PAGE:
China and South Africa in the context of South-South cooperation: cooperation in the United Nations and World Trade Organisation

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dc.contributor.author Matshanda, Namhla Thando
dc.date.accessioned 2010-03-03T08:40:14Z
dc.date.available 2010-03-03T08:40:14Z
dc.date.issued 2010-03-03T08:40:14Z
dc.identifier.uri http://hdl.handle.net/10539/7597
dc.description.abstract ABSTRACT South-South cooperation has become one of the most powerful tools at the disposal of developing countries for integration into the global economy. South-South relations that gained momentum in the aftermath of the Cold War have demonstrated a radical departure from the now archaic modes of engagement characteristic of the Cold War era. A handful of developing countries have emerged as de facto leaders of the South. These are countries that have taken significant rhetorical as well as practical steps towards strengthening South-South cooperation, as a means to counter the global domination of the affluent states of the North. This research report investigates the Post-Cold war adaptation of South-South cooperation exemplified by China and South Africa, and how they cooperate in international fora, with focus on the United Nations and World Trade Organisation. These are two countries that are strong advocates of South-South solidarity, and are regarded as leading powers of the developing world. Although with varying political and economic formations, the two countries have much in common. The most salient commonality is their evolving foreign policies. It is their evolving foreign policies that have enabled China and South Africa to take particular positions in international forums. There is significant commitment to the South agenda and this is demonstrated in UN and WTO engagements. However, there is ample room for improvement. Though committed to South-South cooperation, China and South Africa are still more committed to national interests. For South-South cooperation to move beyond rhetoric and periodic instances of cooperation there is an urgent need to redefine South-South cooperation. A new definition should involve a significant shift from the current abstract characterisation, to one that focuses on specific issues whose progress can be monitored and measured. en_US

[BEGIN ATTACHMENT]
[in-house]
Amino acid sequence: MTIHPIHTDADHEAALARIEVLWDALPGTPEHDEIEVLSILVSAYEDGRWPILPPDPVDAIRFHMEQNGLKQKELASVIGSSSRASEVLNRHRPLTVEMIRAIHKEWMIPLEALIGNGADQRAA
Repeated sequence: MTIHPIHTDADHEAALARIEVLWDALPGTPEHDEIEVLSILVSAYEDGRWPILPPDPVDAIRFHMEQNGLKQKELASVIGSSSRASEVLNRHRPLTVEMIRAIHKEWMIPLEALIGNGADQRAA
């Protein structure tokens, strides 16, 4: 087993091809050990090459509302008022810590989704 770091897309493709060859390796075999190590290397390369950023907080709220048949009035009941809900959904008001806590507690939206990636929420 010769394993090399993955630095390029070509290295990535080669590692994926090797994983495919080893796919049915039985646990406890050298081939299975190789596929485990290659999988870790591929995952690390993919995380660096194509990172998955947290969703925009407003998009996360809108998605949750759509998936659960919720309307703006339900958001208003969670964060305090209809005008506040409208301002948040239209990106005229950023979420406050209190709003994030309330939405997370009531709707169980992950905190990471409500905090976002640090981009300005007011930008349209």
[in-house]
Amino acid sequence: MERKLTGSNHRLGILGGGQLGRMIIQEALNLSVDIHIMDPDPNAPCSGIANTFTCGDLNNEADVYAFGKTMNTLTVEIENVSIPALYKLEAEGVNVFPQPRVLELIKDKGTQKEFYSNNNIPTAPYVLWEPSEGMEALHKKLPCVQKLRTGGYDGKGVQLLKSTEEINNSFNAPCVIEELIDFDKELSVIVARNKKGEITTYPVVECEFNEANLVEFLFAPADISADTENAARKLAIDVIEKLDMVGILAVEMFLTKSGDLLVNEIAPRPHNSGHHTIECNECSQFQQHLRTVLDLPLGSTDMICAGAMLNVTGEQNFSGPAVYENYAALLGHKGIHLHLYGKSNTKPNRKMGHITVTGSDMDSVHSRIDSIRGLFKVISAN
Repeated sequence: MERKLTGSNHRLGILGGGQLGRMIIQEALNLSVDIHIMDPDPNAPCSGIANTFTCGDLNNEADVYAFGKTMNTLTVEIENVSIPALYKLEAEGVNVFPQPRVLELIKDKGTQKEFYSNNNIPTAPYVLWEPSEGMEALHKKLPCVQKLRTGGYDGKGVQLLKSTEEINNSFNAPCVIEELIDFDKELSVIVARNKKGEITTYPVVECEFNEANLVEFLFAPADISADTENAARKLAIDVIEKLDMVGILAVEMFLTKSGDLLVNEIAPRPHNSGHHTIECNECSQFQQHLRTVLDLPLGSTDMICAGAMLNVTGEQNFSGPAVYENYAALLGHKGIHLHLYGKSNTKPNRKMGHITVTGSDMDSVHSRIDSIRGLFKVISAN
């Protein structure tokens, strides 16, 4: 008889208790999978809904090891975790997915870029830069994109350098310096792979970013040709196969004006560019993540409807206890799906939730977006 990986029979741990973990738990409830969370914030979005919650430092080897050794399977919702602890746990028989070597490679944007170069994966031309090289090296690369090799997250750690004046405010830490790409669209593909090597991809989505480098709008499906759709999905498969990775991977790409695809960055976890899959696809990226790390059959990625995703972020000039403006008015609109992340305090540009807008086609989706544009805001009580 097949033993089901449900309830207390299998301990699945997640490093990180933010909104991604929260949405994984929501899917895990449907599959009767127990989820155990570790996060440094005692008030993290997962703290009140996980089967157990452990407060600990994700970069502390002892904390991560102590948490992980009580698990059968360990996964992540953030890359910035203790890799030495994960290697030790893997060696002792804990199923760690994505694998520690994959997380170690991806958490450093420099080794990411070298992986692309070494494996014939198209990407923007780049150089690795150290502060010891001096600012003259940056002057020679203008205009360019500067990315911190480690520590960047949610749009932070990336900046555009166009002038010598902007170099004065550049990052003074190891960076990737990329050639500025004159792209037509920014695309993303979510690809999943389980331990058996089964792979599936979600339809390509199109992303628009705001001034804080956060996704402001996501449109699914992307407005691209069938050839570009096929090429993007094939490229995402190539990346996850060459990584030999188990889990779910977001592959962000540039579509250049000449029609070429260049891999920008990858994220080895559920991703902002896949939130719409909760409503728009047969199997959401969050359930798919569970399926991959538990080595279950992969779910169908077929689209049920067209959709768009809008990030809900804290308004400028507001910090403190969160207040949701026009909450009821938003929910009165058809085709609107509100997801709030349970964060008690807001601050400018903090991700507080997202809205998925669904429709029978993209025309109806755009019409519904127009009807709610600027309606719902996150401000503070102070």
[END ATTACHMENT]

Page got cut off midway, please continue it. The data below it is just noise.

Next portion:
dc.language.iso en en_US
dc.subject South-South cooperation en_US
dc.subject China en_US
dc.subject South Africa en_US
dc.subject United Nations en_US
dc.subject World Trade en_US
dc.title China and South Africa in the context of South-South cooperation: cooperation in the United Nations and World Trade Organisation en_US
dc.type Thesis en_US


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